Besides politics could – and should – be about a lot more than assenting or otherwise to a closed question designed to rubber stamp (almost certainly uncontroversial) government policy. Therefore, to have a genuine return to politics in this country, politicians need to do less and the people more. There needs to be a fundamental redistribution of powers from the former to the latter. We need more localism, and less central government. And we need it urgently. We need disparate and different communities that reflect our diverse and fundamentally pluralist culture – not an attempt by central government to come up with policy designed to impress all 60 million people in this country that ends up impressing none. And we need the right of exit within those communities, so the successful ones are able to flourish and the less successful ones fade away without government intervention to favour or suppress any particular preference in terms of community.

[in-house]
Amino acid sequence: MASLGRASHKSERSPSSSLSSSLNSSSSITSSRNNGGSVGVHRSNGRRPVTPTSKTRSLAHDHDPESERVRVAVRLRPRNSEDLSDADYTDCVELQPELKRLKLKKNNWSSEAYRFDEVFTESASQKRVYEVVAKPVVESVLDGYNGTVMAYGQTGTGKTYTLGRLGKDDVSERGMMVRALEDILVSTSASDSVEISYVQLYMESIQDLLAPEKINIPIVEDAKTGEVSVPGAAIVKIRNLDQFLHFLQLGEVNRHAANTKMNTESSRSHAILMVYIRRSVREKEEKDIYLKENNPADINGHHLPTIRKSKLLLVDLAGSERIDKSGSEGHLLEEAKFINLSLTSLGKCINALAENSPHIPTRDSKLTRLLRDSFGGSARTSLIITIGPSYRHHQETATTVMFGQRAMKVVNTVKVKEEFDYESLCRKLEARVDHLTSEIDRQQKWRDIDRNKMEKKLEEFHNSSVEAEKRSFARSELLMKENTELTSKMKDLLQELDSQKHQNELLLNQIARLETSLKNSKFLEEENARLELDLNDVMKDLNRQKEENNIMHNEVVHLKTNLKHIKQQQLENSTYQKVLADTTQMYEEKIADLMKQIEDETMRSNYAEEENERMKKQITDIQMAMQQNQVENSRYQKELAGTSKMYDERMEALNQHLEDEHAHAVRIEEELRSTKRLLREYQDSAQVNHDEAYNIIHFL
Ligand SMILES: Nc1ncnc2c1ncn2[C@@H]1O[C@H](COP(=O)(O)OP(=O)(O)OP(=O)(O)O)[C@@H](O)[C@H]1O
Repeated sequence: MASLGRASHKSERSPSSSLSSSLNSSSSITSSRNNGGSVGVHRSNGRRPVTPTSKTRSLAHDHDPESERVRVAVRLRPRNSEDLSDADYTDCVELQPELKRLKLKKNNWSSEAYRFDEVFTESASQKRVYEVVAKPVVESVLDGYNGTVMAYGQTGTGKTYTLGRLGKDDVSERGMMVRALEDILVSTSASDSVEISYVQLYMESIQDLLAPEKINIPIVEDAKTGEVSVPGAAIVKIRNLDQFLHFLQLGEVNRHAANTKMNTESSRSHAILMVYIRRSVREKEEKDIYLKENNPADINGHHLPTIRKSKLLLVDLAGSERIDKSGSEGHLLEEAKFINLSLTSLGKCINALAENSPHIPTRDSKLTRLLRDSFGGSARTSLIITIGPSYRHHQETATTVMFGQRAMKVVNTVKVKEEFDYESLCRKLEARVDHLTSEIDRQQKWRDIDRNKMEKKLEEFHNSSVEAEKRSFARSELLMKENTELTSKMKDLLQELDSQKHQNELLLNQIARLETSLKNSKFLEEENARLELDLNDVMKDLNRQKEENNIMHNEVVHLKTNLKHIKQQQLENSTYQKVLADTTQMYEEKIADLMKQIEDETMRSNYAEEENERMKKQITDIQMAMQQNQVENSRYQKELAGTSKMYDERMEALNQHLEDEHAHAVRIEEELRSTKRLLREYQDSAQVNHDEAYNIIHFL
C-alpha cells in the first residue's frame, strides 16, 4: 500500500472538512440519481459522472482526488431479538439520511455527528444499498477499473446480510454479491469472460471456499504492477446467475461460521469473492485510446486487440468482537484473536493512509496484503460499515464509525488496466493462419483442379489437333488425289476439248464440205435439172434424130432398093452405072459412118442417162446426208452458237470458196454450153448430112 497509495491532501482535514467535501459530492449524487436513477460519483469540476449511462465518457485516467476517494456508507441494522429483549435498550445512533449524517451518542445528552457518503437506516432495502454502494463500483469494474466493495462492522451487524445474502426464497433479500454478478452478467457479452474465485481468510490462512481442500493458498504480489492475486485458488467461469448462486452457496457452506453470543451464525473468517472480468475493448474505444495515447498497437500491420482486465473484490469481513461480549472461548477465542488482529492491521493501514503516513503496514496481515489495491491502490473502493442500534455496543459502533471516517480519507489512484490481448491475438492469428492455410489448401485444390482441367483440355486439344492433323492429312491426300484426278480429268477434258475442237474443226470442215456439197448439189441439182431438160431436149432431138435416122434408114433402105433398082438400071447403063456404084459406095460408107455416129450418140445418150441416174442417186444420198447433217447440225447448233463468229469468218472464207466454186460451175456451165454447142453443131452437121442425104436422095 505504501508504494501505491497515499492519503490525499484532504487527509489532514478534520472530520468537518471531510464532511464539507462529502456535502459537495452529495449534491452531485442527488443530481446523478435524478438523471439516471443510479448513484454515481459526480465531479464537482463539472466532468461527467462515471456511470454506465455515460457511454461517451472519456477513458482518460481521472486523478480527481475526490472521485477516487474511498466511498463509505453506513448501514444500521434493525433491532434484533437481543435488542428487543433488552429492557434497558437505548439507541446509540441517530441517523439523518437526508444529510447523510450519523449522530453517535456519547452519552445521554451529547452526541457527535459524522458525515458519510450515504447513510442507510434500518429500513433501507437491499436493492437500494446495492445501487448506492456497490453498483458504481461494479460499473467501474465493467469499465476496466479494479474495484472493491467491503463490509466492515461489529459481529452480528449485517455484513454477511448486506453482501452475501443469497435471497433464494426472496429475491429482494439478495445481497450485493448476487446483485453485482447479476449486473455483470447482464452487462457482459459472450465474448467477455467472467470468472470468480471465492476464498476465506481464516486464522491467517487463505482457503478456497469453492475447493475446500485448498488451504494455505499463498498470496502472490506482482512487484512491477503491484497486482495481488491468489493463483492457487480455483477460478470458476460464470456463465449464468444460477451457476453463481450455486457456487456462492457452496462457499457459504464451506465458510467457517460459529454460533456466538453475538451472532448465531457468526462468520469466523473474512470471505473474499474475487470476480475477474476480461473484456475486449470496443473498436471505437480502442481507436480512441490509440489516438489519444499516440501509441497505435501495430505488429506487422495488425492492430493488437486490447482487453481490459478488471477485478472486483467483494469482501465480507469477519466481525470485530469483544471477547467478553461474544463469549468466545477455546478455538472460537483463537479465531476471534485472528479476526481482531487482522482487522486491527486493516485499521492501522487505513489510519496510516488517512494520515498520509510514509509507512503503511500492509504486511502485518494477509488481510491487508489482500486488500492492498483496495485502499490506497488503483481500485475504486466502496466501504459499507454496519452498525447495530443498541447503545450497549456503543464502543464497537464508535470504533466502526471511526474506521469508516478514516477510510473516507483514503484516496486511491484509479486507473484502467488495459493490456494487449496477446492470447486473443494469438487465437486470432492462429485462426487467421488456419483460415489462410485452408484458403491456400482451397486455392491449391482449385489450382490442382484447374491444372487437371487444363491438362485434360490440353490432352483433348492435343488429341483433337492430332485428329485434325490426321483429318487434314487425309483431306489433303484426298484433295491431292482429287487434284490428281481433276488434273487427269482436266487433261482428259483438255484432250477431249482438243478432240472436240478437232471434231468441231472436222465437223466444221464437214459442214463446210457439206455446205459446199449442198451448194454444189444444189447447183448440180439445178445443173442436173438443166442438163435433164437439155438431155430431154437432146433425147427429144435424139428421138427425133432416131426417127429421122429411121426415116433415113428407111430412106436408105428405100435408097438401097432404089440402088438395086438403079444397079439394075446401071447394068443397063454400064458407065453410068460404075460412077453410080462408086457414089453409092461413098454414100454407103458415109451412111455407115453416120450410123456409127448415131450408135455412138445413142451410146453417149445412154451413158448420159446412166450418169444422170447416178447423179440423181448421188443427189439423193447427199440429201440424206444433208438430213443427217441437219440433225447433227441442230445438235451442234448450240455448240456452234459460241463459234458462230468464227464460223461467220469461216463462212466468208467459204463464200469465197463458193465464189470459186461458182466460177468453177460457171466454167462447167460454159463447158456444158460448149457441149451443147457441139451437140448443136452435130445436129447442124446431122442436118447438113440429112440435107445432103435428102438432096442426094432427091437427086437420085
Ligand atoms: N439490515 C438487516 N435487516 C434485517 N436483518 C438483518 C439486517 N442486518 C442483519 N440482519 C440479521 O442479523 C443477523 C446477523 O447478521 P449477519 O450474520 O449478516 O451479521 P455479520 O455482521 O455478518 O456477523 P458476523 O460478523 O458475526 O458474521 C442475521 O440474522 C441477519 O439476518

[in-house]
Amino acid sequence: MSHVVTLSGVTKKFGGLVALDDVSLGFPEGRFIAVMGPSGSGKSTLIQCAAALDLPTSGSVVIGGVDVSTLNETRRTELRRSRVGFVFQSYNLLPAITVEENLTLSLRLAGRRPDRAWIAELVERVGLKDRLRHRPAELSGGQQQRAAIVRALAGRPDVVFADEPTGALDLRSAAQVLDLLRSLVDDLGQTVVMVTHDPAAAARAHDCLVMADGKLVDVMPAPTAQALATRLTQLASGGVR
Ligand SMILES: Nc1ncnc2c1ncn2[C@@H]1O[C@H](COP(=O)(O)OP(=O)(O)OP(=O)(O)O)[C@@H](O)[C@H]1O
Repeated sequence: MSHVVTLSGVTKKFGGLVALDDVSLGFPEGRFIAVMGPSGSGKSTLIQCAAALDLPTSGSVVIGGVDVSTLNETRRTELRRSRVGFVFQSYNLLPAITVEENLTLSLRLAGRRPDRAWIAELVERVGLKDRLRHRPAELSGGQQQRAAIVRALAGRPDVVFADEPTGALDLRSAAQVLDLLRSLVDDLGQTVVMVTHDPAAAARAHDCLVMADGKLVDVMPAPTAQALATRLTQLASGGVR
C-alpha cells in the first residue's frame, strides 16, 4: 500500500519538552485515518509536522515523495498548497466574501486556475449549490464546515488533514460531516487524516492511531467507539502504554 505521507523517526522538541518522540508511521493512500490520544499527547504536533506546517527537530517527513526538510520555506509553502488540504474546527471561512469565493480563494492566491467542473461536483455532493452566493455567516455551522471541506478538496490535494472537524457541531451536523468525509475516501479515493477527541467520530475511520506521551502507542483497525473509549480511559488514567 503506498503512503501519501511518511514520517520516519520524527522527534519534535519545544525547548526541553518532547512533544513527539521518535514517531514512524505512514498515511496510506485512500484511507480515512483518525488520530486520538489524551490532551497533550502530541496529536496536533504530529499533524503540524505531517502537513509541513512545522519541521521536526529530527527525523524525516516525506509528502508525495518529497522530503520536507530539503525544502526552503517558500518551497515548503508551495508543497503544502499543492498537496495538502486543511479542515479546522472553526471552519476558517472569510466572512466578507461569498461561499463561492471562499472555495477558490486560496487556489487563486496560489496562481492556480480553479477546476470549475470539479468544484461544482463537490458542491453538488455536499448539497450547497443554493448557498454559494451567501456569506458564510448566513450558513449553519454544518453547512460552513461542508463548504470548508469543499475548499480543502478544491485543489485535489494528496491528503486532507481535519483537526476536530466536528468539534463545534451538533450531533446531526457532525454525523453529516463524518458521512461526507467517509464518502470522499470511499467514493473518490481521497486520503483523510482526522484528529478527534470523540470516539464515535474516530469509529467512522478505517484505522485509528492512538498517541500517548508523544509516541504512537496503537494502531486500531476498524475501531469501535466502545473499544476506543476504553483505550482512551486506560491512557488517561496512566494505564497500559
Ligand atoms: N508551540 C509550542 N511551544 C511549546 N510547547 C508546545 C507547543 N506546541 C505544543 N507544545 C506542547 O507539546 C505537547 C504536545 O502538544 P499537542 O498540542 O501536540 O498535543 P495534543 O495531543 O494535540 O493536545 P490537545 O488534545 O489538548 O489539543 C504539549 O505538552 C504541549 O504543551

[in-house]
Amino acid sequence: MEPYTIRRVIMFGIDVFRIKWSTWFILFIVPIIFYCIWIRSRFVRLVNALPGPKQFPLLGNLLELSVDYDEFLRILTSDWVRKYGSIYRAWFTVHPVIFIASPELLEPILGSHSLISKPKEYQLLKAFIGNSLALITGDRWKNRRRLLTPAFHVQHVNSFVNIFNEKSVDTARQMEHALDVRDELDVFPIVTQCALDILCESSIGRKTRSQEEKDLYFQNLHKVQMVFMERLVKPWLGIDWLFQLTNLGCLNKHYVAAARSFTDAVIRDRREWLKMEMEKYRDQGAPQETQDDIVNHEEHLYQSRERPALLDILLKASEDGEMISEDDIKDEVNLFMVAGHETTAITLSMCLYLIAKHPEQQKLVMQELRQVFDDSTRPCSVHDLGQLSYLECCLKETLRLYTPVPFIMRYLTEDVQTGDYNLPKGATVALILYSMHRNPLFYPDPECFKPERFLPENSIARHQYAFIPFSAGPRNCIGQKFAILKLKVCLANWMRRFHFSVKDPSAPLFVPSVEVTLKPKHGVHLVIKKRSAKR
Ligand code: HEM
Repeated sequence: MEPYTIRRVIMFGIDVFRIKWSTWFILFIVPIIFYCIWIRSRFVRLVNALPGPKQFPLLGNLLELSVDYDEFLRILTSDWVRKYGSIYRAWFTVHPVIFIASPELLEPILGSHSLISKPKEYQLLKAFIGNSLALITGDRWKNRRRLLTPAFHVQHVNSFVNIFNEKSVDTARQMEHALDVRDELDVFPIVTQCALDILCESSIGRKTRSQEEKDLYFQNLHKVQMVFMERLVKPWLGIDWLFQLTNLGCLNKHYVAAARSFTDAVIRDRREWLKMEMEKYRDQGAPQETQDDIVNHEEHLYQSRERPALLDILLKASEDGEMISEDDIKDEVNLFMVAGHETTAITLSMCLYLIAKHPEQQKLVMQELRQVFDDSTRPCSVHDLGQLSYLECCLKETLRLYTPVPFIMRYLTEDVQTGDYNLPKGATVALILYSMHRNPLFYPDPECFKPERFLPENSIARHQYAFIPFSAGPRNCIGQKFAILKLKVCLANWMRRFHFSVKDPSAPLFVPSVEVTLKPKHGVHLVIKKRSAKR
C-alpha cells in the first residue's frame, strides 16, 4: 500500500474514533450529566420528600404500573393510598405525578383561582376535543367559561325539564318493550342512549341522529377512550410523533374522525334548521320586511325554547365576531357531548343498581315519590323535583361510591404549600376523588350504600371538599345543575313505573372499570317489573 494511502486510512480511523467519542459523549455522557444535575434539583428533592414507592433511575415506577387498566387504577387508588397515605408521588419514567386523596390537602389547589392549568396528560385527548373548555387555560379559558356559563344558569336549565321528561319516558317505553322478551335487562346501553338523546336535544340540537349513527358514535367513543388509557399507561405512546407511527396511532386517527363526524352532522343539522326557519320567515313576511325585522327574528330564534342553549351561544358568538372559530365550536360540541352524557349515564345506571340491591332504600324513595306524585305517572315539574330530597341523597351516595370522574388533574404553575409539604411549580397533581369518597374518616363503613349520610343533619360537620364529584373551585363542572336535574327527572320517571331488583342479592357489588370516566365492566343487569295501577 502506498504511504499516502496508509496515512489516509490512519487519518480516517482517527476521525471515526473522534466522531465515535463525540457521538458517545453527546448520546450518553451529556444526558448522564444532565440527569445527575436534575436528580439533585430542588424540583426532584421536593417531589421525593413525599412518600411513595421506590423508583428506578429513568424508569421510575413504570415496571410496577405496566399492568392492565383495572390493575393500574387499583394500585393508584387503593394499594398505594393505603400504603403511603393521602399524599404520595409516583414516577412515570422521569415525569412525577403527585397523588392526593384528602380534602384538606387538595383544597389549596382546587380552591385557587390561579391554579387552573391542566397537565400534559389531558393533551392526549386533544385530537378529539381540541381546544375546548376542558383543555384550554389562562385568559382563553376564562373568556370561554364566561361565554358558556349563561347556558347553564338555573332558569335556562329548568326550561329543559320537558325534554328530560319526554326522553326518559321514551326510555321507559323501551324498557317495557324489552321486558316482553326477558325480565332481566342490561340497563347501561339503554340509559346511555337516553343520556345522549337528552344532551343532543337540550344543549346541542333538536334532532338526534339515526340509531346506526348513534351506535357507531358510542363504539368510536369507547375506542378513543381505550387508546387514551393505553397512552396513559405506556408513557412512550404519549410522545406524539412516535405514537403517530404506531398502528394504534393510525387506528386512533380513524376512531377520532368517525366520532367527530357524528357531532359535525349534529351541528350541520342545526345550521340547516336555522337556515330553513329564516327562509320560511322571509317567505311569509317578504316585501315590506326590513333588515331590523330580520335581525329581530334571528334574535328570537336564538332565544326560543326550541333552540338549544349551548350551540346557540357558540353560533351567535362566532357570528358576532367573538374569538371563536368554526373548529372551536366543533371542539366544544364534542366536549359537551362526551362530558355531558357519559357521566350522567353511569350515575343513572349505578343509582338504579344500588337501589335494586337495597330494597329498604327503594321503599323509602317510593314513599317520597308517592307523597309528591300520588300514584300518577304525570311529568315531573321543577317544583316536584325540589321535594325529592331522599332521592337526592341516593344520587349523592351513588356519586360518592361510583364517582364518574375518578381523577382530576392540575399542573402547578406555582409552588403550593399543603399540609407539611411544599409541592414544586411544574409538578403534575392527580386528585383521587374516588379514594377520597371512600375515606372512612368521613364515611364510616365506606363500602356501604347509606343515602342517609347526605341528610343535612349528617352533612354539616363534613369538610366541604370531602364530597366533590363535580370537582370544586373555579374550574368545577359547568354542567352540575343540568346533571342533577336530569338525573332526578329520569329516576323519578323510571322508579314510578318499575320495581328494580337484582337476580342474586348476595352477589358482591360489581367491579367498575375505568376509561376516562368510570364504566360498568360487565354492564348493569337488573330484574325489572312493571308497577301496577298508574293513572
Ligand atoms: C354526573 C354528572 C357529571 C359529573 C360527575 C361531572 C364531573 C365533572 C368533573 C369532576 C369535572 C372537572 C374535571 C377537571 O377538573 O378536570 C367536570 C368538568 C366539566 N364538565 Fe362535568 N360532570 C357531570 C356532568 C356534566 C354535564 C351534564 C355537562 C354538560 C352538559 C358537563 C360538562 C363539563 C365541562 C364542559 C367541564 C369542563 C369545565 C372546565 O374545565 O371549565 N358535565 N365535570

Of course, the chances of this happening are next to none. Our political class won’t let it. They are like black holes when it comes to power – power is dragged towards them, almost like a law of physics, and power moving in the other direction looks like an impossibility. But we’re responsible for it too, you know. We shouldn’t allow ourselves to be fobbed off with the chance to vote every few years for anonymous candidates representing largely indistinguishable parties. We should demand more. Because we certainly aren’t going to get to be active participants in the political process unless we do so.

*Also a song title by Manic Street Preachers. 

Labels: , ,

Monday, October 31, 2011

What to read and watch on 31/10

Halloween is all about watching horror movies and/or reading ghost stories. For me, the ultimate televised ghost story is Ghostwatch. If you've never seen it, then you should go do so. And if you have, then I offer you a ghost story about what happened next...

Labels: ,